What to Buy? Subaru and Electronic Throttle Control

Hi All!

My fiance and I are looking to buy a “new” (or “newer”) car. We considered Volvo wagons and VW tiguan, but the potentially costly repairs made us turn away from those. I also like the the new Honda Accord Crosstour, but it’s significantly smaller than the competitors, so it’s out.

We really like the Subaru Outback, because it has what we are looking for:

- large cargo, yet not an SUV


- reliable

- relatively inexpensive to repair

The only concern with it though - the ‘intelligent’ throttle control makes the acceleration very sluggish. In fact, I’m totally against the Electronic Throttle Control. Are there cars (preferably wagons) made in the last 5 years that don’t use that technology?

Thanks in advance for all the tips/recommendations!

Mike (from Maryland)

There are plenty of cars made with “that technology” that work correctly and don’t have any sluggishness.

It’s not the throttle control making the Subaru ‘suggish’ - I assume it’s the 4? The 6 is quite peppy. And the Crosstour is not at all small, so I’m confused…

You could also look at the Honda CR-V and the Honda Element.

Crosstour’s cargo and passenger space is smaller than that of Outbacks, both on paper and by just looking at the two. Crosstour is more expensive too. Other than that, I do like the Accord - I have an old Accord sedan and love it.

Well, it was the Tiguan that confused me, but yes, Outback’s bigger. Try one with the 3.6l 6.

Texases is correct.
While the model that you drove may have been sluggish (undoubtedly the H-4 engine), that characteristic has nothing to do with electronic throttle control. I can tell you that the power of the Outback 3.6R (6-cylinder) models borders on awesome.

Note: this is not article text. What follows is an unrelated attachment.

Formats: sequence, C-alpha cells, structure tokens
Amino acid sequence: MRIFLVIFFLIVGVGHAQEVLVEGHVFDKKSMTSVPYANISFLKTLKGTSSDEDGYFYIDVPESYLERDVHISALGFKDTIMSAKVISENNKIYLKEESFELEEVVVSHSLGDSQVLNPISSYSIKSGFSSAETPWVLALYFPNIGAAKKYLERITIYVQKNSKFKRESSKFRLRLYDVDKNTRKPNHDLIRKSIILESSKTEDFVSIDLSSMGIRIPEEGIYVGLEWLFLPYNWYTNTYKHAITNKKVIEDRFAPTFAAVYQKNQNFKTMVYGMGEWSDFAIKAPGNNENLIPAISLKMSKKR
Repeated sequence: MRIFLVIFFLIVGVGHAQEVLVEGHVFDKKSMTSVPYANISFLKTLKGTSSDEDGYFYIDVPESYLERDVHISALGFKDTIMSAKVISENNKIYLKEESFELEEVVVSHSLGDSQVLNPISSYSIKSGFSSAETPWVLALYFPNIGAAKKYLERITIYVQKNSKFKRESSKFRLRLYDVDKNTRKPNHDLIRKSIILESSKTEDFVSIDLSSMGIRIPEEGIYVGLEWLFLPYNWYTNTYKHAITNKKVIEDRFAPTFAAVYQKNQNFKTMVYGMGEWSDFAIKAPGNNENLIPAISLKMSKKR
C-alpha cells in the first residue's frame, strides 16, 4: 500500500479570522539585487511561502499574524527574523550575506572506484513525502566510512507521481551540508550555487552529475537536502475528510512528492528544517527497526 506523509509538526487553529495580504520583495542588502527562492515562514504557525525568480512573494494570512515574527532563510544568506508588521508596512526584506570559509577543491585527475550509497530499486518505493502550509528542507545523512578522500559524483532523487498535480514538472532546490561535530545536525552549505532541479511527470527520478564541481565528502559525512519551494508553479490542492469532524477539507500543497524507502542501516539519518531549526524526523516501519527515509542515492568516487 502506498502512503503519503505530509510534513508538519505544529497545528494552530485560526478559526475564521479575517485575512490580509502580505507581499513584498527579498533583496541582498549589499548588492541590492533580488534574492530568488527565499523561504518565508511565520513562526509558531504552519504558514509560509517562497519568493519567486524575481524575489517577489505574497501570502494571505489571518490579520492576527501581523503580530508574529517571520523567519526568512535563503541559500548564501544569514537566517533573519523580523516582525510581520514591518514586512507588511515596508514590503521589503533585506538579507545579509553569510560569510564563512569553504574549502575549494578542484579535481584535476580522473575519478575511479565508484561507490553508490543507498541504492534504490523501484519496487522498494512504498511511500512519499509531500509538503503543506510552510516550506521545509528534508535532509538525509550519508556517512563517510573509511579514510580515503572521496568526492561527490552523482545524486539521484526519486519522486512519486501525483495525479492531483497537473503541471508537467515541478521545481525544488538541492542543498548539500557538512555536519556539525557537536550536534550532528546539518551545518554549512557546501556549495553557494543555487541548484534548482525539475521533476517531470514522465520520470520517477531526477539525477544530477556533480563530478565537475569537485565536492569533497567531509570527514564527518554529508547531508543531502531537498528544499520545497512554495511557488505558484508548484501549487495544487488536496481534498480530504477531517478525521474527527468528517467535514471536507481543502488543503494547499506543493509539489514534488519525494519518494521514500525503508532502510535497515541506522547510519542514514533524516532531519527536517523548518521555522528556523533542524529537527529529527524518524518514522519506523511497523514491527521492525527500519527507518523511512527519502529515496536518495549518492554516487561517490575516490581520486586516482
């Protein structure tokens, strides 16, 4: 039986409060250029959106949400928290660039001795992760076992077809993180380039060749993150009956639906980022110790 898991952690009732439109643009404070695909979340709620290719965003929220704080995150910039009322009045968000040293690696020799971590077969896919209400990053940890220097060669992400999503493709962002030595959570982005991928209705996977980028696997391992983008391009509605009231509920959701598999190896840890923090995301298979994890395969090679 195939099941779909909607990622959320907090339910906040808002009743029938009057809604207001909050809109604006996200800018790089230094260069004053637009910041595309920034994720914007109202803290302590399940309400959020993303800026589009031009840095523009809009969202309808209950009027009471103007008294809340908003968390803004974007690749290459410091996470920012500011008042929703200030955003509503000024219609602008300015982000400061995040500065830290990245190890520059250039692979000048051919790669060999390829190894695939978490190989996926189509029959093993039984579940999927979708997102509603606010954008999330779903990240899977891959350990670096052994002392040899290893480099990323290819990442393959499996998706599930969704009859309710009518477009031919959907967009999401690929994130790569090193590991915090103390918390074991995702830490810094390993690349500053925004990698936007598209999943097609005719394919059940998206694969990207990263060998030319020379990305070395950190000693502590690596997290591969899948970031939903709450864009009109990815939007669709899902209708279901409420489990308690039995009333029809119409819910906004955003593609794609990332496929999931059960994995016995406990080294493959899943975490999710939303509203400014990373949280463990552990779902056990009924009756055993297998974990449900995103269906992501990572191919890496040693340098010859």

As others have said, its not the electronic throttle that is making the car sluggish, its the computer programming, and engine design that make if feel sluggish.

My best friend owns a Subaru Outback, while I own a Nissan Altima.
Both are 2.5 liter 4 cylinder engines, both with electronic throttle.
My engine feels a heck of a lot livelier driving than his does.

Engine design, and computer programming make a huge part of the difference.


You’re going to have a very hard time finding a late model car that does not have a drive-by-wire throttle.

I don’t like them either, but that’s the way of the future.

Unfortunately, there are not that many station wagons from which to choose, either.

I do not consider the Crosstour a station wagon. I don’t know what it is, but it’s not a wagon. I wish Honda or Toyota, or someone besides Subaru, would make a real station wagon.

I know about the VWs, but I learned my lesson with them many years ago.

Audi? Volvo? Yes, they make station wagons, but the maintenance and repair costs on them is prohibitive, and I don’t wish to spend that kind of money.

Good luck on your search. Let us know what you decide to buy.

Why do you want AWD? You can get by with 2WD very well in all parts of MD, even Oakland. But my guess is that you live in the Baltimore/Washington metro area. In most areas the biggest hills are the interstate ramps.

I’m not a fan of electronic throttle controls. This puts iffy electronics between your foot and the throttle lever so anything can happen if a glitch occurs.

As long as it’s working fine, no problem. Let a problem develop and the replacement cost will be 4 digits and change.